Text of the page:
During the Asian 5 Nations the Korean coach said that he would like to play Japan without their foreign players. This got me thinking about the the stereo types that we have in rugby and I thought I’d have a look at the facts. Here I’m going to look at where all the players at the Rugby World Cup were born.
Clearly each case is individual and I’m not going to be able to look into all 620 players individual situations. This isn’t a judgement call or witch hunt into the squads just a look at the cold hard facts.
Let us be clear, players have been playing for their adopted countries for ever. Here are some of the stereotypes that have built up over time:
- Japan import lots of Kiwis into their squad
- The All Blacks raid the pacific islands carrying off their best players
- Scotland is full of kilted Kiwi project players
- Italy are propped up by Argentinians
If you are not born in a country there are two ways that you can become eligible to play for that country. First there is the family/grandmother connection, this one I’m comfortable with and don’t have a problem. Then there is residency which is currently set at 3 years, this one again I’m comfortable with when a player/family has built a life somewhere new.
I was born in England and have lived in Africa, the middle east, south east Asia and now in New Zealand. My wife is a Kiwi and my daughters were born in Hong Kong and Singapore. So I’m fully aware that nationality is difficult to define in a modern mobile world. However I’m not comfortable with the Scottish style of project players who are employed with a target of being eligible for the national team. This though is not a witch hunt but to look at the numbers and see how they matchup with the stereotypes.
Let’s have a look at the numbers:
Twenty percent or one in 5 of the players heading to the Rugby World Cup are born in a different country to the one they will represent. I don’t know what I was expecting but that is a significant number which in retrospect it always had to be for this to be a story in the first place. What should be more of a surprise are the teams with none or only 1 or 2 players from overseas.
So let’s have a look at the stereo types:
- Japan import lots of Kiwis into their squad – Japan are at the upper end with nearly twice as many the average. Looking at those players 7 are from New Zealand, 2 from Tonga and one each from Australia and South Africa. 6 of those players though are Japanese citizens which means that they have legally had to give up their other citizenships and must take Japanese language tests not just rugby communication.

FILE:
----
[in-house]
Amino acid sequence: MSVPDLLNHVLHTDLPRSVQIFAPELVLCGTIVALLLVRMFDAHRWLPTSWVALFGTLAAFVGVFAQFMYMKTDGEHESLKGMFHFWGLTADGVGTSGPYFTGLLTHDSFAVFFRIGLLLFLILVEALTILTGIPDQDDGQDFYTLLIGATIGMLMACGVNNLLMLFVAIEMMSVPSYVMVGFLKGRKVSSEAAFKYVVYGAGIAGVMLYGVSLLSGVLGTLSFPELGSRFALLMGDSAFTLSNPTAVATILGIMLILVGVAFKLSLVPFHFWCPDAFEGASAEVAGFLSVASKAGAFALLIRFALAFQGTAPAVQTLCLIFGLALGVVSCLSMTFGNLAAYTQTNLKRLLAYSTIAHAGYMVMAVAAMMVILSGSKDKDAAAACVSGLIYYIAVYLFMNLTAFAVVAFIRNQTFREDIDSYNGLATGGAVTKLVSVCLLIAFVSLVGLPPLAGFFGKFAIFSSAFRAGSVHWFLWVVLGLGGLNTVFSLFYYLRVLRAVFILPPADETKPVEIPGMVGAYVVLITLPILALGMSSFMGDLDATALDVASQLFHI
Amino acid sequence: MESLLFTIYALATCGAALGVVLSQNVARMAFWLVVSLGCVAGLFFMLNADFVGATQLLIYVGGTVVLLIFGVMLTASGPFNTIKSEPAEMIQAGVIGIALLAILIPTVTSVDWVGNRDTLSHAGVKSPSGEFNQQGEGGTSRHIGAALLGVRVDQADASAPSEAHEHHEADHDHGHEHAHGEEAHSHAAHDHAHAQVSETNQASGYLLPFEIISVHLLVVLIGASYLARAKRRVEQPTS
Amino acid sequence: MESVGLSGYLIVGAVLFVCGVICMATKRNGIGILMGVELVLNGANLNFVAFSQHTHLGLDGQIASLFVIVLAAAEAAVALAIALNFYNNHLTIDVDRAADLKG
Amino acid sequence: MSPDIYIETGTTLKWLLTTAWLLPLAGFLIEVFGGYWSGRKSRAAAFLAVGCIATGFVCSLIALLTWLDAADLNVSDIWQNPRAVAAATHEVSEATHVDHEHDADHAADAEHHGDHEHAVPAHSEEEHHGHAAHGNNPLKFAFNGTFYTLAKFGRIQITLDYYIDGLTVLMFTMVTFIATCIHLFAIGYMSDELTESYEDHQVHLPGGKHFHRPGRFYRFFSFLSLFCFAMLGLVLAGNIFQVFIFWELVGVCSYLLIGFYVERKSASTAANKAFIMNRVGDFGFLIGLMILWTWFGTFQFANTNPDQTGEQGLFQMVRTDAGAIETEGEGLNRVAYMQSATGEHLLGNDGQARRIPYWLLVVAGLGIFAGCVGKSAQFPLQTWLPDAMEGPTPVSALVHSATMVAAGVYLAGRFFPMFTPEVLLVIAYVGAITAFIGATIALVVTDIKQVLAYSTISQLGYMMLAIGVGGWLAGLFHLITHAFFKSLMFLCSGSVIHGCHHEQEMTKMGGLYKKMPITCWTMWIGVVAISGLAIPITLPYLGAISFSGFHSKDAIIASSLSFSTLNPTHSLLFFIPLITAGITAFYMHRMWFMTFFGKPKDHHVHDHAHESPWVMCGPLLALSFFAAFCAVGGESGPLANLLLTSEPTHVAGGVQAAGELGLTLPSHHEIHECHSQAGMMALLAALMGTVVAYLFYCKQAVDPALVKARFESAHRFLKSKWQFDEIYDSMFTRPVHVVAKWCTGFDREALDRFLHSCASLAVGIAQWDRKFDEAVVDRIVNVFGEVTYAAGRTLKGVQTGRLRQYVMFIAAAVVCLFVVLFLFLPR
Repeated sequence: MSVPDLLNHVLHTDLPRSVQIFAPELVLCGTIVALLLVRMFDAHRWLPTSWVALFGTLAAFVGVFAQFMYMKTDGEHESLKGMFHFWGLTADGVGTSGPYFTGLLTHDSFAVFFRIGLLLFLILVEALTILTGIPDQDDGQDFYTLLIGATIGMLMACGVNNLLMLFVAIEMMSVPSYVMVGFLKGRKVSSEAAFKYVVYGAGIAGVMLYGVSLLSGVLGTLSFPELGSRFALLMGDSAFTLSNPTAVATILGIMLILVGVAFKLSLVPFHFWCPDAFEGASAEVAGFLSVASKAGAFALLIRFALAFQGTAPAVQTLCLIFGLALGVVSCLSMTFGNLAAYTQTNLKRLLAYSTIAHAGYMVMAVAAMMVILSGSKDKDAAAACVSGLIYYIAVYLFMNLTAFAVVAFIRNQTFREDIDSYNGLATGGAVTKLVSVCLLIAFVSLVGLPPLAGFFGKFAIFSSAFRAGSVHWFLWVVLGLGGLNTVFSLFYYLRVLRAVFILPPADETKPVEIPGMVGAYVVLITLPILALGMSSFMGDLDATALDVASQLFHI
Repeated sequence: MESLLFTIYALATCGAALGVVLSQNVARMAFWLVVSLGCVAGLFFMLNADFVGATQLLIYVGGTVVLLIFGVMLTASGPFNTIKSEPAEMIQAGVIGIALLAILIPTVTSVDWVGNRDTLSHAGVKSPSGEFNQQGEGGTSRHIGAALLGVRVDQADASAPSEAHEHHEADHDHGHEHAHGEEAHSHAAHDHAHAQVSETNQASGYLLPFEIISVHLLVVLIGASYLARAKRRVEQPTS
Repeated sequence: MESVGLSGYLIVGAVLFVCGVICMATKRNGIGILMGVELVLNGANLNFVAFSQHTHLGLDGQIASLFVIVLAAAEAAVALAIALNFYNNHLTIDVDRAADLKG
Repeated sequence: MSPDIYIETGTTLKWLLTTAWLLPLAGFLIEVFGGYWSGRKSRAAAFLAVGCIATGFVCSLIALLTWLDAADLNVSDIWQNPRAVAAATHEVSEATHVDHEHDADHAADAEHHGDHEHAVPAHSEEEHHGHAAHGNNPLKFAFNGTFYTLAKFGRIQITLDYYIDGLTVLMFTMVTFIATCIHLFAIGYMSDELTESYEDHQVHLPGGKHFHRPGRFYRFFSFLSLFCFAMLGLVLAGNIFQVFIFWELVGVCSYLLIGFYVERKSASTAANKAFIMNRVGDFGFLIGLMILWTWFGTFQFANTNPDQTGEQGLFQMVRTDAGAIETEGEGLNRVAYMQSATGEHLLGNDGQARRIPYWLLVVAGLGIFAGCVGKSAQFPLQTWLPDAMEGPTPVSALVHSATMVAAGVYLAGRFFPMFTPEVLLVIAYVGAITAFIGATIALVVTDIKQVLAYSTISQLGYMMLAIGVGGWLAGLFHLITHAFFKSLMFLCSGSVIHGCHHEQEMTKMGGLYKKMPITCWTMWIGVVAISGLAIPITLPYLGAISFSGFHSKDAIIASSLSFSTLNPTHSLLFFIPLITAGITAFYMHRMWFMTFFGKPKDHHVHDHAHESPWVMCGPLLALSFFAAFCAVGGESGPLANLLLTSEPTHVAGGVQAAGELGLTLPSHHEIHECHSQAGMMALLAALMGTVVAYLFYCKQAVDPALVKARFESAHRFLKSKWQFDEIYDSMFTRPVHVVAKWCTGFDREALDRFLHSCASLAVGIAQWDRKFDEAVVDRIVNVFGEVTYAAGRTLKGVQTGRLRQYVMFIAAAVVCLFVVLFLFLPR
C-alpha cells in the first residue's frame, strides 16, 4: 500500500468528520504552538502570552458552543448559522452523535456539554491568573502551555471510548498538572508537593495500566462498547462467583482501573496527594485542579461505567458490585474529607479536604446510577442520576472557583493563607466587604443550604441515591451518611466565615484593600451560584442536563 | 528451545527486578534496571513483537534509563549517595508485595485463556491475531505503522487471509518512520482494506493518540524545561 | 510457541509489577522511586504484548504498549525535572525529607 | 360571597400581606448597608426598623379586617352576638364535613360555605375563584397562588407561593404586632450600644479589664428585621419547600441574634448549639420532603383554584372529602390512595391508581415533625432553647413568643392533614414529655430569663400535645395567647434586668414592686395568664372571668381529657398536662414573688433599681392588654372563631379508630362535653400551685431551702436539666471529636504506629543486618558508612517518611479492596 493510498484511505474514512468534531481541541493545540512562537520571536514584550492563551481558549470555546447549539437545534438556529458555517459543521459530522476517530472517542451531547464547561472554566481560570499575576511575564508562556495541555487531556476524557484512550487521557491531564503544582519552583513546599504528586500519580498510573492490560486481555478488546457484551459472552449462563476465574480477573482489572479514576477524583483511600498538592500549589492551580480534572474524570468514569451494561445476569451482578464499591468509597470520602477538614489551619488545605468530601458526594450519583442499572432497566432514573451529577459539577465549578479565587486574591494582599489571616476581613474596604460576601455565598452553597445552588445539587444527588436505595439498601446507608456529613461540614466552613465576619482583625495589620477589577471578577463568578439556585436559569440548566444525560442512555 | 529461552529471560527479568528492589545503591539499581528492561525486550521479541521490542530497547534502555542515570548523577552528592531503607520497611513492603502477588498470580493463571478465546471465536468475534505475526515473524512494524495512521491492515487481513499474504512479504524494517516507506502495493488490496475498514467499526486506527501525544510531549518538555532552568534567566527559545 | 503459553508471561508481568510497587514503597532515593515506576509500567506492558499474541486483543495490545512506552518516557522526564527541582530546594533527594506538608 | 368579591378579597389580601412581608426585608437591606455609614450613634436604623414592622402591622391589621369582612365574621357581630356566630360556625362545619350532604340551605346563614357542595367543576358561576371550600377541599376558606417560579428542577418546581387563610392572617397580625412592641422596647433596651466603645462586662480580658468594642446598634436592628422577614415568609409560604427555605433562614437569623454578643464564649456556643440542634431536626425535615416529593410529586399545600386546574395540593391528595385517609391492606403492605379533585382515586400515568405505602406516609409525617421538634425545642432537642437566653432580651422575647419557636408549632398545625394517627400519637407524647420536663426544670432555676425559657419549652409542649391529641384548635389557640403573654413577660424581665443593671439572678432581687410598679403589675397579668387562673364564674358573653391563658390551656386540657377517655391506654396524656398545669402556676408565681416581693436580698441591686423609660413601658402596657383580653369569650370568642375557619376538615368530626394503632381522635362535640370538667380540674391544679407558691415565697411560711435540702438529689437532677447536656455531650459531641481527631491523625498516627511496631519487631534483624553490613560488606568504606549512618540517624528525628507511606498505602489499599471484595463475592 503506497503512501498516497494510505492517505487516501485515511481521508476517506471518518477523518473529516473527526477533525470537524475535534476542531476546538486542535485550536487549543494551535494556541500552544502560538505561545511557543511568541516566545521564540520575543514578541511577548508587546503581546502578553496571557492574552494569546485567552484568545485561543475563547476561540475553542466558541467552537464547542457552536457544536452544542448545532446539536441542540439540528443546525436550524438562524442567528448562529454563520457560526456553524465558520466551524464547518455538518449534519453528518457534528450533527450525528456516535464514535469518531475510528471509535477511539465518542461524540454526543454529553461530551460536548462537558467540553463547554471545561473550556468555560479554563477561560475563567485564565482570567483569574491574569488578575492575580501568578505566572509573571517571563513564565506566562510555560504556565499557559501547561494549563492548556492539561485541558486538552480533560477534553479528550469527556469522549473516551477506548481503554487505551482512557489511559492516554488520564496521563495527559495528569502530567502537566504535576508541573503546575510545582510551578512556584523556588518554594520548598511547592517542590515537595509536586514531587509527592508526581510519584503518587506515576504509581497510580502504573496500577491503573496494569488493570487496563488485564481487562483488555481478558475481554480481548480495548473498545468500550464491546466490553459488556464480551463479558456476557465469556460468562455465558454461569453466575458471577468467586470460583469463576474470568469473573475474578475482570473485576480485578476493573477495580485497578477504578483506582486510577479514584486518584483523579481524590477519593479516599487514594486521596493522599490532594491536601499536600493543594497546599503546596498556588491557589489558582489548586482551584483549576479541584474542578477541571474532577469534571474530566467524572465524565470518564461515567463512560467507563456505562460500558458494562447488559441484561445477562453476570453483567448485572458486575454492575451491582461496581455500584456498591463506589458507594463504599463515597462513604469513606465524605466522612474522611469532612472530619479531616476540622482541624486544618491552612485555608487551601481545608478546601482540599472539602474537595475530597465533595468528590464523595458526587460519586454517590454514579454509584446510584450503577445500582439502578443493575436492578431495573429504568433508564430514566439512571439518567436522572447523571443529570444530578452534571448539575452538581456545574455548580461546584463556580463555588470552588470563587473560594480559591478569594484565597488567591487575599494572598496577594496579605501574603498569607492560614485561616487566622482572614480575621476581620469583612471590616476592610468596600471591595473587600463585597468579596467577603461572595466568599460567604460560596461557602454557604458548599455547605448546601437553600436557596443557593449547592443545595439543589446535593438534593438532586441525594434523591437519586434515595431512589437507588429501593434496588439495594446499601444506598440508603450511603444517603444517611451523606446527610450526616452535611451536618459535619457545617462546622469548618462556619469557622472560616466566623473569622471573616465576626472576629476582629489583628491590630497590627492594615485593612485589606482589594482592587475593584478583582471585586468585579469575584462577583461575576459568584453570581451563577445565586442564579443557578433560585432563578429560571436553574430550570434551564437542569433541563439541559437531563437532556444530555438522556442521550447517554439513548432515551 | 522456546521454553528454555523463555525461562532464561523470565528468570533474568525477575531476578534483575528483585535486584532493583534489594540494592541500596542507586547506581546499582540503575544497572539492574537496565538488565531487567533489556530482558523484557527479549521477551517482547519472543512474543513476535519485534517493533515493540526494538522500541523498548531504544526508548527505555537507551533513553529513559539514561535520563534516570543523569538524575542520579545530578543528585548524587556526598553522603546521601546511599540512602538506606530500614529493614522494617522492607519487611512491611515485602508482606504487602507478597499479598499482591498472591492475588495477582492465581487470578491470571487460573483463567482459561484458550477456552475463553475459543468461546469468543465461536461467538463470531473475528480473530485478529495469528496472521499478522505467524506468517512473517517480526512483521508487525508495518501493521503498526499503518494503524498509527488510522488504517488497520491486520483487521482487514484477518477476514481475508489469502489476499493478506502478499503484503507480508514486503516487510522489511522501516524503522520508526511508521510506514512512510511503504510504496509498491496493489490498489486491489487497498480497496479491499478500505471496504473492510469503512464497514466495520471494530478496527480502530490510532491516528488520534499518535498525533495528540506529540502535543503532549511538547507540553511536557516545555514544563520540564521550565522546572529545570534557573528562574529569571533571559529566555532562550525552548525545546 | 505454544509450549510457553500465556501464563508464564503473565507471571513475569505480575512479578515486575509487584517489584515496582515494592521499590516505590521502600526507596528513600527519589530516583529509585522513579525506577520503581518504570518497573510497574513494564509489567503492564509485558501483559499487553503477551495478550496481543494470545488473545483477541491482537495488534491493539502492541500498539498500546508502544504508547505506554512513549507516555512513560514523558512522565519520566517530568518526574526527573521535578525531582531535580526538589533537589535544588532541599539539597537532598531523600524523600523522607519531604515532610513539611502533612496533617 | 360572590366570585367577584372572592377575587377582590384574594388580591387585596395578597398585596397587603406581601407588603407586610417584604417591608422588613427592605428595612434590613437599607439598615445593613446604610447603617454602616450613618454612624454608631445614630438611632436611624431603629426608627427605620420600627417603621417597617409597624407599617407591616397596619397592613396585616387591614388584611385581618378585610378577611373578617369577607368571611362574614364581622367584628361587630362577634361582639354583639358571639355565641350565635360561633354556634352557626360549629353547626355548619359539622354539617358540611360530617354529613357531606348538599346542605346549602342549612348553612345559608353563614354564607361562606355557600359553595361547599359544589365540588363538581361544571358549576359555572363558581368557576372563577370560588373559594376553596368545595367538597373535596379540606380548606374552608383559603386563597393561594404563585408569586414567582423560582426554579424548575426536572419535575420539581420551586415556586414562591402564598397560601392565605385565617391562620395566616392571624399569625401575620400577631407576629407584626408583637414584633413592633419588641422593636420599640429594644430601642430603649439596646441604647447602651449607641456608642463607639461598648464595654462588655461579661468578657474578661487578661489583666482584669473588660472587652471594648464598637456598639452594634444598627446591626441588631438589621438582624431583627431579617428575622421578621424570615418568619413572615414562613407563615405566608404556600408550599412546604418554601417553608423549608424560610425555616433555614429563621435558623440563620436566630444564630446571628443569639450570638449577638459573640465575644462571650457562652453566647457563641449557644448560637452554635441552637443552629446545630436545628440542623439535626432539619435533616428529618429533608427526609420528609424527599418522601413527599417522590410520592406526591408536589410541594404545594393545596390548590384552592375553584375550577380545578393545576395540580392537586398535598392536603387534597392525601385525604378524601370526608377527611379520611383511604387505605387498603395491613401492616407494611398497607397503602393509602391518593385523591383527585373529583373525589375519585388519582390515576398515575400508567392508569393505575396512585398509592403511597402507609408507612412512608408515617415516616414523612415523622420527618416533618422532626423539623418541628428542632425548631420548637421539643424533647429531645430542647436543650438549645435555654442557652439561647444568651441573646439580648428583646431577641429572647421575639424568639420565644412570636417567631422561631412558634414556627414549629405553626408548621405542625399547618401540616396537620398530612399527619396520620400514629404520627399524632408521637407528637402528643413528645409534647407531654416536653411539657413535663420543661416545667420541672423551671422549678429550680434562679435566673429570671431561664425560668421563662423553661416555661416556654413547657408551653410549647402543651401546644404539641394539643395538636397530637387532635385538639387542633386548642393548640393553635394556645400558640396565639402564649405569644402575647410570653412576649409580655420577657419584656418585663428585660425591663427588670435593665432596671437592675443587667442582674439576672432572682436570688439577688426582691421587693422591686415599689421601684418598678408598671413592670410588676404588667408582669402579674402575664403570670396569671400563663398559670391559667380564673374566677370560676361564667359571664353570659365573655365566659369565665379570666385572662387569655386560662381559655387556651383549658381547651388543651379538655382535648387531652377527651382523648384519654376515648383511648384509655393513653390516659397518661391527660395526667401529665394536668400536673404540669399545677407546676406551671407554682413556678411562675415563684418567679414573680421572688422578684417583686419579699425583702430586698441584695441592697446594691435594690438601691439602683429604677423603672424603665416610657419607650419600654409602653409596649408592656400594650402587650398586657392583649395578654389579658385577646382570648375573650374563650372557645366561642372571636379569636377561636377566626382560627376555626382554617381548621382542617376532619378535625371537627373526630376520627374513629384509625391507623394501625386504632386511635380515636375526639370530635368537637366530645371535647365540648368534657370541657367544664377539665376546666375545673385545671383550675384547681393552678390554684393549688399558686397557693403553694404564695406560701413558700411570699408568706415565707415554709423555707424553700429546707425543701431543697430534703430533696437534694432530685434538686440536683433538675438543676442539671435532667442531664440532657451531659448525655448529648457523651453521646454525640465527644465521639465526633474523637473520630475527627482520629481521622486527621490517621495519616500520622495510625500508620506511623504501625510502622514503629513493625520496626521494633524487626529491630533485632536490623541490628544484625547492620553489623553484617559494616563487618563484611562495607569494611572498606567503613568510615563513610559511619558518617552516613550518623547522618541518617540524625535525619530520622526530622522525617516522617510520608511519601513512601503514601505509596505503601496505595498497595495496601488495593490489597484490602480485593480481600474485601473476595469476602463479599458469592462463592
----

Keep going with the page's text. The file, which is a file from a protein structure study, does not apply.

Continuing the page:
- The All Blacks raid the pacific islands carrying off their best players – New Zealand are just below average and of those 2 are from Australia with 3 from the islands. 1 from Samoa, Tonga and Fiji is hardly raiding the islands especially when we later look at where most of the abroad players come from.
- Scotland is full of kilted Kiwi project player – Scotland are at the upper end however 3 are from England. There are clearly project players and it’s the openness that people find so disturbing.
- Italy are propped up by Argentinians – Italy are over average and 4 of their players are from Argentina including 2 with over 100 caps each. It’s the high-profile and reliance of their Argentine players that has led to this stereo type.
Looking at some of the other numbers:
- Argentina, Georgia, Uruguay and Namibia have very few imports and this I would expect is also down to the strength of their economies to attract migrants generally. Also the lack of a professional league for players to play in will stop players qualifying due to residency.
- Fiji is a surprise when you see that Samoa and Tonga have the largest number of imports. When you realise that Auckland has the largest Polynesian population of any city in the world you can see how they have so many second/third generation Kiwis to pick from.
- Wales have a surprisingly large number of imports but they are mainly from England and often have played all their professional rugby in Wales.
- When you consider that France has one of the largest populations of players and professional players the number of imports seems unnecessarily high.
The other way to look at this is from the supply side rather than the buy side. So here is the table listing where the 125 imported players come from.
|Papua New Guinea||1||0.8%|
New Zealand are by far the biggest exporter of talent with over 30% of the imported players come from there. 21 of the 39 play for Samoa and Tonga so not only do they have only a player from each in their squad but they also “provide” a large portion of those squads. It suggests the european view of the All Blacks being full of islanders is not true.
England is in the next group at 12% with most players in the Welsh and Scottish squads. This is clearly due to no boundaries and the general economic migration of much of UK to London.
Australia and South Africa are also at 12% but unlike the other two mentioned so far, the players are spread among many squads. Both countries people are known for travelling add to that the competition at home and economic benefits of travelling we shouldn’t be surprised by this.
The surprise is the relative lack of pacific islanders, they create a lot of headlines but it would seem there are relatively few imports.
The other surprises are the interesting countries with only 1 player exported including Burkina Faso which I hadn’t heard of before.
I hope you have found it interesting, some of the stereo types are true but others aren’t as simple as they first appear. Also there are some teams that have far more imports that you would expect.
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